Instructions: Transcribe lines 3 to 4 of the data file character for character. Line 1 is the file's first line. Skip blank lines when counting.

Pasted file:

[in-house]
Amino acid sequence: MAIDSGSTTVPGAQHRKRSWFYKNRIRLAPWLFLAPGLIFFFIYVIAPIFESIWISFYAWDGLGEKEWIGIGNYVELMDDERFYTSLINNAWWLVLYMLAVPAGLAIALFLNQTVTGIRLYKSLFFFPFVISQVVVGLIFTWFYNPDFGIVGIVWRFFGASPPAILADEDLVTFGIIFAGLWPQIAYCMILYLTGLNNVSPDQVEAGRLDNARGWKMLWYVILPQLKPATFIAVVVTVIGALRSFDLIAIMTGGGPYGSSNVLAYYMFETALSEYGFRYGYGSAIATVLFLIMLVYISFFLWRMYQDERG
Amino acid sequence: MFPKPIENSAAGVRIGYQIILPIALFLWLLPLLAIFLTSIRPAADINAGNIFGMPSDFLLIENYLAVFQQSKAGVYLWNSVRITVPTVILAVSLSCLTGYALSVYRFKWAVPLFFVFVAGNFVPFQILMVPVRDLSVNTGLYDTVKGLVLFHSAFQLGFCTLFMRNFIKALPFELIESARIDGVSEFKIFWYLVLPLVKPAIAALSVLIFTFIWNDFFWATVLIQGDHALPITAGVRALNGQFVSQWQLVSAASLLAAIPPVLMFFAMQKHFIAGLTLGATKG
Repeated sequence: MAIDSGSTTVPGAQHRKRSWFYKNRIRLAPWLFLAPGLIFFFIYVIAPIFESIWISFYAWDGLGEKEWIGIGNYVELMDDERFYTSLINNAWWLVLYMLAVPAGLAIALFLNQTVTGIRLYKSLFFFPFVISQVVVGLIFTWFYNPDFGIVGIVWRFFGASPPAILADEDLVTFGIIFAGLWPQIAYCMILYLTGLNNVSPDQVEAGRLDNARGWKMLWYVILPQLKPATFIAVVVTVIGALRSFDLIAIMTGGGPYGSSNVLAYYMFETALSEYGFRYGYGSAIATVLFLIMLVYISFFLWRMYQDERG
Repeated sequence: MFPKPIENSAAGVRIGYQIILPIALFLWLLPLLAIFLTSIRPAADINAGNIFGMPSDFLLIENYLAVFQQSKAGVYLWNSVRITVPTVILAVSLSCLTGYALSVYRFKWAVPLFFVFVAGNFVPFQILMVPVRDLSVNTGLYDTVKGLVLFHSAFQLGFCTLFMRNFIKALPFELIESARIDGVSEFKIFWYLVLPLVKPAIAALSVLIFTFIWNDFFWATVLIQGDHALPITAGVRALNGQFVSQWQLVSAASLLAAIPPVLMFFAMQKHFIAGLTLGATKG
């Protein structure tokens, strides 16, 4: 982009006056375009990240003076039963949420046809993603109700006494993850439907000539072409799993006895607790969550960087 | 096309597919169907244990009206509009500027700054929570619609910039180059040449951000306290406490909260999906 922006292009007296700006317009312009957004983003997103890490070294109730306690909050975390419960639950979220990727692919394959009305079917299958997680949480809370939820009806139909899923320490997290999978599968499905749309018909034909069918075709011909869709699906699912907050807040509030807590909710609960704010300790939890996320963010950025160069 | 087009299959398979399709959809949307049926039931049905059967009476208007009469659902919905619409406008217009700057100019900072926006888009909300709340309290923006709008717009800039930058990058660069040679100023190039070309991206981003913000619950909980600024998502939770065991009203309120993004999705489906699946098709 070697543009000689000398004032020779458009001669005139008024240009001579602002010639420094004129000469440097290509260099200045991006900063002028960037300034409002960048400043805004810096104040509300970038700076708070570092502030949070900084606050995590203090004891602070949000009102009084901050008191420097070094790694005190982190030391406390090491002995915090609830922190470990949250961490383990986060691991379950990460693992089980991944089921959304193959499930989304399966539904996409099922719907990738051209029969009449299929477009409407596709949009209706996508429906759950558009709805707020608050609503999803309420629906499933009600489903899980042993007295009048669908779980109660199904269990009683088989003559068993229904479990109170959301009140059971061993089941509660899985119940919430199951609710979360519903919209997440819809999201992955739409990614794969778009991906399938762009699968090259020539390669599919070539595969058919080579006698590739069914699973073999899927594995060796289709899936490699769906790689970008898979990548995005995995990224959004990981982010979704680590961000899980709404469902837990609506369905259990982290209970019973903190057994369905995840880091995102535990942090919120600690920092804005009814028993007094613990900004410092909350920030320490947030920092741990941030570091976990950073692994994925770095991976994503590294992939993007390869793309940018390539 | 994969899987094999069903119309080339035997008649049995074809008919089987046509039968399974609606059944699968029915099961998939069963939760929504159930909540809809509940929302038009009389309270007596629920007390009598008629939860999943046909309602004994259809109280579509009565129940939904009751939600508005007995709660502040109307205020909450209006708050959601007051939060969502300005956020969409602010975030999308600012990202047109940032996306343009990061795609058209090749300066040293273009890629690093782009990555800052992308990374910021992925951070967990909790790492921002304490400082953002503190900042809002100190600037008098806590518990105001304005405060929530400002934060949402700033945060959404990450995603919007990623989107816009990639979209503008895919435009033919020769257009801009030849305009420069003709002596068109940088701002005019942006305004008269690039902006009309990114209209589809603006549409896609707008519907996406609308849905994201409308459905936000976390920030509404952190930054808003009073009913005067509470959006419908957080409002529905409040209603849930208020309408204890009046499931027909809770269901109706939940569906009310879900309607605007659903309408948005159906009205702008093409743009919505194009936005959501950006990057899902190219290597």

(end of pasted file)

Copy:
Amino acid sequence: MFPKPIENSAAGVRIGYQIILPIALFLWLLPLLAIFLTSIRPAADINAGNIFGMPSDFLLIENYLAVFQQSKAGVYLWNSVRITVPTVILAVSLSCLTGYALSVYRFKWAVPLFFVFVAGNFVPFQILMVPVRDLSVNTGLYDTVKGLVLFHSAFQLGFCTLFMRNFIKALPFELIESARIDGVSEFKIFWYLVLPLVKPAIAALSVLIFTFIWNDFFWATVLIQGDHALPITAGVRALNGQFVSQWQLVSAASLLAAIPPVLMFFAMQKHFIAGLTLGATKG
Repeated sequence: MAIDSGSTTVPGAQHRKRSWFYKNRIRLAPWLFLAPGLIFFFIYVIAPIFESIWISFYAWDGLGEKEWIGIGNYVELMDDERFYTSLINNAWWLVLYMLAVPAGLAIALFLNQTVTGIRLYKSLFFFPFVISQVVVGLIFTWFYNPDFGIVGIVWRFFGASPPAILADEDLVTFGIIFAGLWPQIAYCMILYLTGLNNVSPDQVEAGRLDNARGWKMLWYVILPQLKPATFIAVVVTVIGALRSFDLIAIMTGGGPYGSSNVLAYYMFETALSEYGFRYGYGSAIATVLFLIMLVYISFFLWRMYQDERG